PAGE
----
A few years ago, when I wrote the Adobe Acrobat 6 PDF Bible, I talked about the long-awaited arrival of eBooks and suggested the industry has been slow in delivering devices for eBook reading. Since that time there have been significant changes in developers delivering products for eBook reading and the amount of content that's been consumed by users.
Amazon.com helped spark the eBook industry with the delivery and some subsequent improvements of the Amazon Kindle Reader, where people can purchase eBooks on Amazon.com and view them on the Kindle Reader.
If Amazon created a big push for consumer adoption of eBooks, it was Apple, Inc. that created a tidal wave. In the 28 days following its introduction, Apple sold more than 1 million iPads. In less than 5 days, the Apple iBookstore sold more than 1.5 million eBooks — more eBooks sold in 5 days than Amazon sold in an entire year.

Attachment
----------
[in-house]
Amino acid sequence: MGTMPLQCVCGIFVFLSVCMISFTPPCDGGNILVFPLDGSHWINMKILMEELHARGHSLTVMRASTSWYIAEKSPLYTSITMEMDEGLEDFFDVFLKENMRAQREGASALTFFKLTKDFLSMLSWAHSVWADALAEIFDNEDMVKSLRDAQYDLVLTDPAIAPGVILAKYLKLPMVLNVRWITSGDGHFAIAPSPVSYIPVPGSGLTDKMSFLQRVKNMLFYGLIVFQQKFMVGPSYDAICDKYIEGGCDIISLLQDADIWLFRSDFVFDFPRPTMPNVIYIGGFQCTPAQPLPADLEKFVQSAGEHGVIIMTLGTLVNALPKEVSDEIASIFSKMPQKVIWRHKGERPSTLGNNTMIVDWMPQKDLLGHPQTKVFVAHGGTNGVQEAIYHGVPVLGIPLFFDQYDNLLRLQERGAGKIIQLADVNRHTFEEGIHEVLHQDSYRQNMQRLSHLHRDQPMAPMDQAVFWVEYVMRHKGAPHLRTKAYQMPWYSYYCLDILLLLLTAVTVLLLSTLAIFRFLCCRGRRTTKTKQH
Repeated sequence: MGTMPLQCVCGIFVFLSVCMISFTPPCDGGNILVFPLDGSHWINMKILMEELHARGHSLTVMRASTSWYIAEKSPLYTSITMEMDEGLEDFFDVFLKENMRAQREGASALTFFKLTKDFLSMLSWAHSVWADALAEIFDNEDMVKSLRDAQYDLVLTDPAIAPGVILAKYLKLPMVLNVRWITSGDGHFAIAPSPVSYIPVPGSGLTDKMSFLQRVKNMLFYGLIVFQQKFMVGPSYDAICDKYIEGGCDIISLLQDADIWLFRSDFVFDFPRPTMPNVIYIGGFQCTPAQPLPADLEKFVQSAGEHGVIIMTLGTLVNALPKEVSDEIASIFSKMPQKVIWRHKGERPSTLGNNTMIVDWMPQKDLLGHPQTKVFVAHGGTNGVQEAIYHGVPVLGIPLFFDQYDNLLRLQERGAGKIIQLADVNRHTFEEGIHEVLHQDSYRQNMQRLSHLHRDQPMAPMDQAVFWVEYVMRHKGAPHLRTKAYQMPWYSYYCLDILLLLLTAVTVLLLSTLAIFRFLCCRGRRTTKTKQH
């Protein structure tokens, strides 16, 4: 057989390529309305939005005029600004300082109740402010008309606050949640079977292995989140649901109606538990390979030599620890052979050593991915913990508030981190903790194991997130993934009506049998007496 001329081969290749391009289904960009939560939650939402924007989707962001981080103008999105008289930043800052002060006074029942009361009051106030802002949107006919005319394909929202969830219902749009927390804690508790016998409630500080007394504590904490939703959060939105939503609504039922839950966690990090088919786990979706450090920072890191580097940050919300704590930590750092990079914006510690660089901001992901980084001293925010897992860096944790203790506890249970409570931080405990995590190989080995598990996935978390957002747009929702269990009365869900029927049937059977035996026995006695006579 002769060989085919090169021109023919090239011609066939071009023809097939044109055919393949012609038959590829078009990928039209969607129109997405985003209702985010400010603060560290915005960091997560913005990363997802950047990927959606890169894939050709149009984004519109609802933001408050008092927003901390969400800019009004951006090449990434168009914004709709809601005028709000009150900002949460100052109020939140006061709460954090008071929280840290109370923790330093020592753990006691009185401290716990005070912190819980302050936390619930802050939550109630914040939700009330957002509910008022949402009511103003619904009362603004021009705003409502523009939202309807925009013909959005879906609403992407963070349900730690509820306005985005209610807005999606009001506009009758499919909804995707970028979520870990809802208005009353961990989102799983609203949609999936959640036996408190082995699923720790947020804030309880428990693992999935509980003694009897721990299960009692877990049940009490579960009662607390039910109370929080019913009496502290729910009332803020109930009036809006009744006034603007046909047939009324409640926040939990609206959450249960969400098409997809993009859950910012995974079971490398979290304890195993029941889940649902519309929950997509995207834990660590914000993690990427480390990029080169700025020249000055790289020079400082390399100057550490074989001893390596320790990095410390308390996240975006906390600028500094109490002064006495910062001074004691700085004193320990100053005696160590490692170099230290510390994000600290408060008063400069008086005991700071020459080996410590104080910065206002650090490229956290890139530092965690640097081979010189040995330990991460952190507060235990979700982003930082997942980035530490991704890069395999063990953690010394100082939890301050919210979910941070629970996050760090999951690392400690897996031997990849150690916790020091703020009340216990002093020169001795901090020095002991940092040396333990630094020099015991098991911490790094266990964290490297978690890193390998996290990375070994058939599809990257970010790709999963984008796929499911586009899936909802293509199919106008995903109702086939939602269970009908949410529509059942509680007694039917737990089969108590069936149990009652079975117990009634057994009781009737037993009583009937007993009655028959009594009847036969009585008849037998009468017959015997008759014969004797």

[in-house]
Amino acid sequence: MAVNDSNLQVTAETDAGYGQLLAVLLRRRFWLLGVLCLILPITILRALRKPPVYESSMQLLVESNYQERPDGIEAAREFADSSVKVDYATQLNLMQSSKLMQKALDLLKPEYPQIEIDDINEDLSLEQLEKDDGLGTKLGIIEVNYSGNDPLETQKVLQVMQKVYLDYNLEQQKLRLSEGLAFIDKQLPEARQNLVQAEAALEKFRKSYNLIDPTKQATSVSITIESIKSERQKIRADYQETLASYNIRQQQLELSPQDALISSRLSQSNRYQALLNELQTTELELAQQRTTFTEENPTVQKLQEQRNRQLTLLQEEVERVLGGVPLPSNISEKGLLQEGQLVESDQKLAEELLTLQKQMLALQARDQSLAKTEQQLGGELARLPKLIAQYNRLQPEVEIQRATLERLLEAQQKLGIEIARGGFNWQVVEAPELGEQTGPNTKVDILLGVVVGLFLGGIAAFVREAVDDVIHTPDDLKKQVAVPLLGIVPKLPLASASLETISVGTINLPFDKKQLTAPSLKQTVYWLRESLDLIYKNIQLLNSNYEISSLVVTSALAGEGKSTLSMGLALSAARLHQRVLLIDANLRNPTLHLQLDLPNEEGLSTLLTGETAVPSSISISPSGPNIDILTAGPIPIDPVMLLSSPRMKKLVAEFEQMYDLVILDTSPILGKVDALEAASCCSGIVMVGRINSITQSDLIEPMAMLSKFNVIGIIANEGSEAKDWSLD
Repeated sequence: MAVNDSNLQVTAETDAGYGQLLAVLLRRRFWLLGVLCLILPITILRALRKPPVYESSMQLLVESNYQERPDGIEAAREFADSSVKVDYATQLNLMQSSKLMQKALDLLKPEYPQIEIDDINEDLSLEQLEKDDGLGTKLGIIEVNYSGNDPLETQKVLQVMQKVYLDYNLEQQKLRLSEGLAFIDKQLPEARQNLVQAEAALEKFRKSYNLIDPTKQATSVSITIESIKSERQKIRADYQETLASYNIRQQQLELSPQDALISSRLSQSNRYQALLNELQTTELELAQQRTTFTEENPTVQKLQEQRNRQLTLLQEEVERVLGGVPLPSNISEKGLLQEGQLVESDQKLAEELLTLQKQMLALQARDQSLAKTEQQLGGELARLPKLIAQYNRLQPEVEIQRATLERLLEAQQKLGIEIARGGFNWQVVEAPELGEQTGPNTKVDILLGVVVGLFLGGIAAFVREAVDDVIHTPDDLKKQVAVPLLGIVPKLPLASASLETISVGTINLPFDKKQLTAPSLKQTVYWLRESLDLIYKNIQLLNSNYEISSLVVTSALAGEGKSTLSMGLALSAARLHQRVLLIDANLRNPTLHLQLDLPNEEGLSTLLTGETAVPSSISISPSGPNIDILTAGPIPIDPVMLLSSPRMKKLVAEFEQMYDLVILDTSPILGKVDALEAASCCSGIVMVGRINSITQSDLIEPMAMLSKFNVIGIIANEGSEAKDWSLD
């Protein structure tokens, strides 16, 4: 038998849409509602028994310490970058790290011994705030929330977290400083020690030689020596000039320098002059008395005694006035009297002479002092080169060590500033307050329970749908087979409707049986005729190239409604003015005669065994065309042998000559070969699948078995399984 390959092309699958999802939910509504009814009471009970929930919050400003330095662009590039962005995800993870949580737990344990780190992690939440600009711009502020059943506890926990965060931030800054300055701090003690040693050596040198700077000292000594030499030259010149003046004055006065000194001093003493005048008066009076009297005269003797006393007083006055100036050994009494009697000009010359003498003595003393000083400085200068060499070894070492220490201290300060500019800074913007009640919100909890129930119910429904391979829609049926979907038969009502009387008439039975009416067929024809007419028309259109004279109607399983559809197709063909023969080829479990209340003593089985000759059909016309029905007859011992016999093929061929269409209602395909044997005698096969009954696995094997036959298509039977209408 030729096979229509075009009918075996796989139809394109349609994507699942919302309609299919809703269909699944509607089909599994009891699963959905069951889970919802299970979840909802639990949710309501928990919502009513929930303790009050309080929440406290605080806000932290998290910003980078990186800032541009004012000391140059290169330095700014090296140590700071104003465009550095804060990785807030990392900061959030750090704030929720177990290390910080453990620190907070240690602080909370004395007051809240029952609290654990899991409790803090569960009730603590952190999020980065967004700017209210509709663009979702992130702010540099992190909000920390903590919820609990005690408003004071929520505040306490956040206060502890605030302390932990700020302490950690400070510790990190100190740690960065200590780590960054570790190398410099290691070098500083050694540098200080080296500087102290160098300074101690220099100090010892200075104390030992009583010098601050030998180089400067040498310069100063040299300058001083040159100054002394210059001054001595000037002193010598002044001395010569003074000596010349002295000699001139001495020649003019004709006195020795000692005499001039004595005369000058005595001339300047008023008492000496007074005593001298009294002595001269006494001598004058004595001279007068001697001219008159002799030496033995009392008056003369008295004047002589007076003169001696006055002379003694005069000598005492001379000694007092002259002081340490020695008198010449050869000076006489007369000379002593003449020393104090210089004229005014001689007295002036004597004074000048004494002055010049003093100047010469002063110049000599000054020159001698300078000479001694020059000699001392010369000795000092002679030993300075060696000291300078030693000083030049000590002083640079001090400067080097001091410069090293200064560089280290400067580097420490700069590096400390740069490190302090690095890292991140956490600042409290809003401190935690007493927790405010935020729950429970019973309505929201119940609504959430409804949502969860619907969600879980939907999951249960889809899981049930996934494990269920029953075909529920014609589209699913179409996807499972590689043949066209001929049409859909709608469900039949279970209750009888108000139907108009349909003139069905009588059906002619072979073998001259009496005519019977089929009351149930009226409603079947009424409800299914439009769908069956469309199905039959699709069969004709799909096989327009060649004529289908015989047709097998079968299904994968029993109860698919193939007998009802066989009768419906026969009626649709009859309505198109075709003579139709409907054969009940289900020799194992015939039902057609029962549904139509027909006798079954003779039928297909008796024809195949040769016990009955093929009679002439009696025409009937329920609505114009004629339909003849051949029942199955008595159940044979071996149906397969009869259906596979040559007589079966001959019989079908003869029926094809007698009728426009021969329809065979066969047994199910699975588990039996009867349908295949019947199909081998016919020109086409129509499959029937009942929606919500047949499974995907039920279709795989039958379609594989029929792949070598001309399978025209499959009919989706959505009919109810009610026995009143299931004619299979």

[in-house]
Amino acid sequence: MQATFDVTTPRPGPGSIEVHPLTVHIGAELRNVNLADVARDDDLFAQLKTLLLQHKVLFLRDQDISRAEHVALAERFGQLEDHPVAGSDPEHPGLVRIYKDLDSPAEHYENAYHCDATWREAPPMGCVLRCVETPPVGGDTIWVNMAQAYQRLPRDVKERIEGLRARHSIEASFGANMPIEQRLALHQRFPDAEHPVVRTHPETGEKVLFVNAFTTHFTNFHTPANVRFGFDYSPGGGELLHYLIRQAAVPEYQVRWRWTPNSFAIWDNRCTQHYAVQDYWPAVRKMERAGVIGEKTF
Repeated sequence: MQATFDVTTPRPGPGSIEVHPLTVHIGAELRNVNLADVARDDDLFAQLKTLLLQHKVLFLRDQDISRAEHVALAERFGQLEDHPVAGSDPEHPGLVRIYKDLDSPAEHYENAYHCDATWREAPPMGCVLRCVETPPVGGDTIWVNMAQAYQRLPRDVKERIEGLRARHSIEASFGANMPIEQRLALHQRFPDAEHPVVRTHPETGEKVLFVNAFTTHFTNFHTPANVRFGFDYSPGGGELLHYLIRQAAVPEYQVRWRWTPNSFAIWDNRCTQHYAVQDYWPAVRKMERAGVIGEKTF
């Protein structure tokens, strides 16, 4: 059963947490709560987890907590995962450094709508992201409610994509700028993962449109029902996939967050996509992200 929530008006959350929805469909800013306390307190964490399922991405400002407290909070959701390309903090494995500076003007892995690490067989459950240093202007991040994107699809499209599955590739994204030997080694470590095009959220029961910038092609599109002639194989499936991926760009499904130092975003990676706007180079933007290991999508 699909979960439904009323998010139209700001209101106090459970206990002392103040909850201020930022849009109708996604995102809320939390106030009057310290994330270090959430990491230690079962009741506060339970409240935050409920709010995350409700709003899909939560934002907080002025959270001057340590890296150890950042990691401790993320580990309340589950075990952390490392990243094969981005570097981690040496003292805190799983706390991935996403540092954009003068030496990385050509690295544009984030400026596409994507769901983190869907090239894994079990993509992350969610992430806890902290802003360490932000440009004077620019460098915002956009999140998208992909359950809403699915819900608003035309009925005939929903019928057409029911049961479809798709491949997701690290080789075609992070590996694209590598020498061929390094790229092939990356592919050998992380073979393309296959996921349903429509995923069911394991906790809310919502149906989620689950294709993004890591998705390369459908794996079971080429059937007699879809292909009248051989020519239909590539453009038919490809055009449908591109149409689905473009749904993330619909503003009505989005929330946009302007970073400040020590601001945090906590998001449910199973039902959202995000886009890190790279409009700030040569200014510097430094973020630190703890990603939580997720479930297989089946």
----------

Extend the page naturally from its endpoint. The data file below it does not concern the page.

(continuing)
As of this writing there are additional tablet devices in development, and by the time you read this book, they should be on the market from companies like Google, Sony, HP, and a few others. Although tablet computers have been around for more than a decade, this new generation of devices offers much more for exploring content on the Web, interacting with a variety of different content, and taking a more sophisticated approach to book reading.
Regardless of the device you now use, or perhaps intend to use, there are some ...